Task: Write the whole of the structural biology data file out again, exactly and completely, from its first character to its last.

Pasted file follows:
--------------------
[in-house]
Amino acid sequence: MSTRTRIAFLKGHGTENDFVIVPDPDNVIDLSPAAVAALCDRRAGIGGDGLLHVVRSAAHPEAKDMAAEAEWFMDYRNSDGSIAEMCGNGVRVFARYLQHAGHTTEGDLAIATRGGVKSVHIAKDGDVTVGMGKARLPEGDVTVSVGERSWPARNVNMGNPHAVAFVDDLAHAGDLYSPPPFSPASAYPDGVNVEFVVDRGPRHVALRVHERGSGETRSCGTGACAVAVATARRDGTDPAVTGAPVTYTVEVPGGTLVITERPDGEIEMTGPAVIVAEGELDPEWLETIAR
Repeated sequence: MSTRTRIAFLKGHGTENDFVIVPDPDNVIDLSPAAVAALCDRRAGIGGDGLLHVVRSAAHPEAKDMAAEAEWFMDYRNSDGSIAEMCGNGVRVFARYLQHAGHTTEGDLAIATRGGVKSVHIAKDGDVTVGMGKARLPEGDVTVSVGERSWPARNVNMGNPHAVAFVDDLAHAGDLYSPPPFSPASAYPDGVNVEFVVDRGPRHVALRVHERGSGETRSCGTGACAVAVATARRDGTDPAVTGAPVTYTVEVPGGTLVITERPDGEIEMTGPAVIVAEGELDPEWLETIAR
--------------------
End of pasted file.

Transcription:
[in-house]
Amino acid sequence: MSTRTRIAFLKGHGTENDFVIVPDPDNVIDLSPAAVAALCDRRAGIGGDGLLHVVRSAAHPEAKDMAAEAEWFMDYRNSDGSIAEMCGNGVRVFARYLQHAGHTTEGDLAIATRGGVKSVHIAKDGDVTVGMGKARLPEGDVTVSVGERSWPARNVNMGNPHAVAFVDDLAHAGDLYSPPPFSPASAYPDGVNVEFVVDRGPRHVALRVHERGSGETRSCGTGACAVAVATARRDGTDPAVTGAPVTYTVEVPGGTLVITERPDGEIEMTGPAVIVAEGELDPEWLETIAR
Repeated sequence: MSTRTRIAFLKGHGTENDFVIVPDPDNVIDLSPAAVAALCDRRAGIGGDGLLHVVRSAAHPEAKDMAAEAEWFMDYRNSDGSIAEMCGNGVRVFARYLQHAGHTTEGDLAIATRGGVKSVHIAKDGDVTVGMGKARLPEGDVTVSVGERSWPARNVNMGNPHAVAFVDDLAHAGDLYSPPPFSPASAYPDGVNVEFVVDRGPRHVALRVHERGSGETRSCGTGACAVAVATARRDGTDPAVTGAPVTYTVEVPGGTLVITERPDGEIEMTGPAVIVAEGELDPEWLETIAR